Skip to main content

Upcoming Concert

This weekend in South Bend we finally open our official season with James Beckel's Toccata for Orchestra, the Korngold Violin Concerto, and Brahms Symphony No. 1.  And I feel pretty good about this program.

Brahms 1 remains one of my very favorite orchestral works.  It has everything - fatefully tolling tympani, gorgeous oboe, horn, and violin solos, a deeply joyful major key string chorale melody, and a rock solid ending that leaves no doubt about when the audience should applaud.  I played this piece for the first time in Youth Orchestra in high school, and I never get tired of it. 

It's one of those warhorses that is truly overplayed, though.  I have only been with South Bend for 5 years, and I know I have performed it here at least once before.  There is so much great repertoire out there, and I am hard-pressed to explain why we would repeat a piece this soon.   Do people really want to hear the same pieces over and over again?  Across America, orchestras are struggling to maintain their aging audiences and reach out to younger people, who rightly see the symphony as a museum piece.  Why not perform newer works, contribute to the development of today's composers, and give support to local musicians?

Fortunately, in this case our music director has in fact done this.  The Toccata for Orchestra is a relatively new, relatively local work, composed in 2007 by James Beckel, Jr, a trombonist and composer from Indianapolis. It is lively, fun, and should be an enjoyable treat even for the Brahms lovers.  The Korngold Violin Concerto is beautiful and romantic, but has some edgy moments, and is certainly not nearly so commonly played as many other concerti.  I've never done it before, myself, and am looking forward to it quite a lot. 

Hopefully there is something for everyone on this concert - why not come and check us out if you live in the area?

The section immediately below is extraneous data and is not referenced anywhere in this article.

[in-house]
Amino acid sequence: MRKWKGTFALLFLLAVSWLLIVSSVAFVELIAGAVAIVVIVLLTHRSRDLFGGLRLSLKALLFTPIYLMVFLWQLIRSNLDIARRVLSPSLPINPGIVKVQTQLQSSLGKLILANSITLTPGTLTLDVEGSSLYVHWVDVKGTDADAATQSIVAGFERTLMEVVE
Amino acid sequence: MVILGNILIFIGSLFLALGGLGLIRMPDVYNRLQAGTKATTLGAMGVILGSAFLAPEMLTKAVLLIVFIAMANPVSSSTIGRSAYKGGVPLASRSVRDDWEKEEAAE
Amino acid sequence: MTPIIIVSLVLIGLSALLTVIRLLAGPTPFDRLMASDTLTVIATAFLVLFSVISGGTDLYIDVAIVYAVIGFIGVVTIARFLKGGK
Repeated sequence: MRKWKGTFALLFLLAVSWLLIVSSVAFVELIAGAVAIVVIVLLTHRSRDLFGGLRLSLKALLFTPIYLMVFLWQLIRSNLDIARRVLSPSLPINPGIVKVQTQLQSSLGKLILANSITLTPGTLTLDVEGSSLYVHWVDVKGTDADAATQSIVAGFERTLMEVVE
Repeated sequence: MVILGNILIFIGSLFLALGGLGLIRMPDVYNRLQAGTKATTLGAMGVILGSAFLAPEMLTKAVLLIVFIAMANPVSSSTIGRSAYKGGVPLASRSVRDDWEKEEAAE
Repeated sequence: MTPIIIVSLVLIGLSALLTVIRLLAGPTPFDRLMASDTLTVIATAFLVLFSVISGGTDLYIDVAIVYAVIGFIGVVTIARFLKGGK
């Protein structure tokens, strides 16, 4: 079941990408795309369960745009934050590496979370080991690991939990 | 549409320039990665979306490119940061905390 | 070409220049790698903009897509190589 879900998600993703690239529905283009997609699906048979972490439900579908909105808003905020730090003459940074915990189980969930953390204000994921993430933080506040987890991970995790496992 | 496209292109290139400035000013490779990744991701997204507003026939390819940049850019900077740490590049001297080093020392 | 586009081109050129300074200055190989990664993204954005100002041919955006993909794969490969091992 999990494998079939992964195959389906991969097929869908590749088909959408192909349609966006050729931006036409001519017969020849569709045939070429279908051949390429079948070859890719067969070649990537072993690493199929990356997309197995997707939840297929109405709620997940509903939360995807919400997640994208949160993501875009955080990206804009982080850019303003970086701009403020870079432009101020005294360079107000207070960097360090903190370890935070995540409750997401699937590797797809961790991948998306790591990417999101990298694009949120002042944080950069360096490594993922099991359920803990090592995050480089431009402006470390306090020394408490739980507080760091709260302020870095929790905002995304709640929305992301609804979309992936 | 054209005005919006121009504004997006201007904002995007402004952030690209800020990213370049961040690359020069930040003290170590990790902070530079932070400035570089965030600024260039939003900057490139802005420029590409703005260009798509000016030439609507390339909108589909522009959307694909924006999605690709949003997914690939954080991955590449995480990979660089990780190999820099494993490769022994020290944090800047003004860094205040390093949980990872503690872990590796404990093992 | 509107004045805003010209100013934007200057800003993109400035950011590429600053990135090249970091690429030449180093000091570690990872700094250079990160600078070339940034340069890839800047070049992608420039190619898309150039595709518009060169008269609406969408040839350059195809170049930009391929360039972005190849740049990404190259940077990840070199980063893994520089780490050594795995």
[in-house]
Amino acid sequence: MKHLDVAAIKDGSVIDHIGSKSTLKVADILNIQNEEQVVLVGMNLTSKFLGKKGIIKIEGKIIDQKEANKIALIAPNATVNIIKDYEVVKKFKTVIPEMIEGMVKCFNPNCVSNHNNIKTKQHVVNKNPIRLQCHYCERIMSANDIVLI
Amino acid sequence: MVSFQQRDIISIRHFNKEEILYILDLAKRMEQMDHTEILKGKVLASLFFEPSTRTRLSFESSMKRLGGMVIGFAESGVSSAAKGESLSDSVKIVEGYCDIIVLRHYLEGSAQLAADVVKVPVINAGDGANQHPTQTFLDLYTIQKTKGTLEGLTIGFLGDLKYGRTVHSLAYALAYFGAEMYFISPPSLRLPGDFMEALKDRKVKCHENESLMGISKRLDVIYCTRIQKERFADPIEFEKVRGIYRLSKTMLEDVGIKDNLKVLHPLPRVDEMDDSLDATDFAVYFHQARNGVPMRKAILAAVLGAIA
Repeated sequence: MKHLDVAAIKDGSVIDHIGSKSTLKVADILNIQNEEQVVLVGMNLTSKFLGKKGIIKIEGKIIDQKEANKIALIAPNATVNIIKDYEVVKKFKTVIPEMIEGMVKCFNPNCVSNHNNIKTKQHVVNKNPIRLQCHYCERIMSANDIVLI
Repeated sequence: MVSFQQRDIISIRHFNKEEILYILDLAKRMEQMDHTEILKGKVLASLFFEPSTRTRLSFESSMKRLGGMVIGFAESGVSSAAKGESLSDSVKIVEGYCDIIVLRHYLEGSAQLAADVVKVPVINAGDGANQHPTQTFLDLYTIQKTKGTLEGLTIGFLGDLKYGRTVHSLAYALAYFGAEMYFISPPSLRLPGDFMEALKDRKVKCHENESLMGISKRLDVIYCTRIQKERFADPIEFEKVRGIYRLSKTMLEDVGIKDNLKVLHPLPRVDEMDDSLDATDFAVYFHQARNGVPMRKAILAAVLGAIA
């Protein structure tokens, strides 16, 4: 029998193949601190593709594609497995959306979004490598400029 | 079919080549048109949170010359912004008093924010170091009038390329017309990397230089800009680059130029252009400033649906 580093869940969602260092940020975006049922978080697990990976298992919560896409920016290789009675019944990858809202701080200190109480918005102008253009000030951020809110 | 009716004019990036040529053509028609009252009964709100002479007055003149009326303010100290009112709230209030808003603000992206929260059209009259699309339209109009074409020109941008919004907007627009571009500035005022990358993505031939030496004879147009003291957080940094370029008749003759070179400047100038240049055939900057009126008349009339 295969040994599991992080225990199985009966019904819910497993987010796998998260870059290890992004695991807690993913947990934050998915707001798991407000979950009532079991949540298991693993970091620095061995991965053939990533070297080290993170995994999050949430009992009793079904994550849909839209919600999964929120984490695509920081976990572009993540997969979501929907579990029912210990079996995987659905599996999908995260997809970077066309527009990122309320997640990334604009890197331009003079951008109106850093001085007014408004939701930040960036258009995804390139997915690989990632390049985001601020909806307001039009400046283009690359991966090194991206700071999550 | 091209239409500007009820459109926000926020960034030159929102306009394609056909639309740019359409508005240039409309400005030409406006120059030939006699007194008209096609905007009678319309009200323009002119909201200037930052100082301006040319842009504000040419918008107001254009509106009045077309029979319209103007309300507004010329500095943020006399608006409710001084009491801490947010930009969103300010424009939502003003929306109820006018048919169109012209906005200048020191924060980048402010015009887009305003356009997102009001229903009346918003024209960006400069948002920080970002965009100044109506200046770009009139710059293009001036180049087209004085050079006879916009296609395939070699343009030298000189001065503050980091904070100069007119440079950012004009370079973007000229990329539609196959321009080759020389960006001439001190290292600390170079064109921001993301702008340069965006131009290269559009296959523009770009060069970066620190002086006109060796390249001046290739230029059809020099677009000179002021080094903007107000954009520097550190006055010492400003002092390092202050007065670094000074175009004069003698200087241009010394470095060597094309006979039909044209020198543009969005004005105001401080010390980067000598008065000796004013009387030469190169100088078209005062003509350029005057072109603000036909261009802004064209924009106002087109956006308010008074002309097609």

Comments

Popular posts from this blog

Discouraging Words

I can remember at least two old cranky violinists coming to talk to young me about NOT going into music.  There was a session, for example, during a Rochester Philharmonic Youth Orchestra retreat in which a real RPO professional (who was probably 47 but whom I remember as ancient) told us that, statistically, no one who graduates from music school wins auditions for jobs because there are only like 4 jobs out there in the world and 7000 hotshots coming into the job market every week. 

Quit NOW. 

I may have misremembered the details of this speech, but I remember the emotional jolt.  It was designed to discourage.

Last weekend I was presenting at a Double Reed Festival, and heard some oboists grumbling about another presenter who had evidently given something of the same talk to a roomful of masterclass attendees and participants.  High school students and cheerful adult amateurs.

And look, there's an element of truth to this.  Classical music is not a growing field, and it is leg…

Generosity in Programming

I had the most interesting conversations with a few of my students after my first recital performance last weekend.  One thanked me for exposing her to so many interesting new pieces that she had never heard before.  One admitted unabashedly that his favorites were the familiar ones, the ones he already knew from his previous listening.  And both of these observations rang true to me.

See, I LOVE learning new music.  I really enjoy digging into a piece and breaking through an unfamiliar harmonic language to get to the depths of it.  To discover the composer's intention, and to find the universal emotion or experience at the heart of the work, and then to communicate that meaning back out to an audience.  This challenge is fun for me, and I think I do it well.

I have to be fair, though.  By the time I have put that kind of work into a new piece, it's not new to me anymore.  By the time I get it to the recital stage, it's an old friend.  I find great pleasure in performing i…

Self-Talk

When we started the opera cycle (An American Dream, showing at the Harris Theater tonight and Sunday afternoon), the four woodwinds were sitting stacked in a rehearsal room.  In other words, the flute to my right, the bassoon behind me, the clarinet behind the flute, just like in the orchestra.  And it was OK.  We were fairly close together, the room was resonant, and we were working on orchestral details.  But when we moved into the pit, this seating felt VERY isolating.  The four of us were far apart, on two different levels, the wall was right next to me, and intonation and ensemble were very much more difficult.  Our entrances and releases were not clean together, and because we had to balance to the singers on stage, I found my playing getting more and more tentative.  Don't be too loud, don't come in early before the clarinet, keep everything in the box, try to lead the entrances but stay in the texture... And it felt like everything that was not quite great was my fault…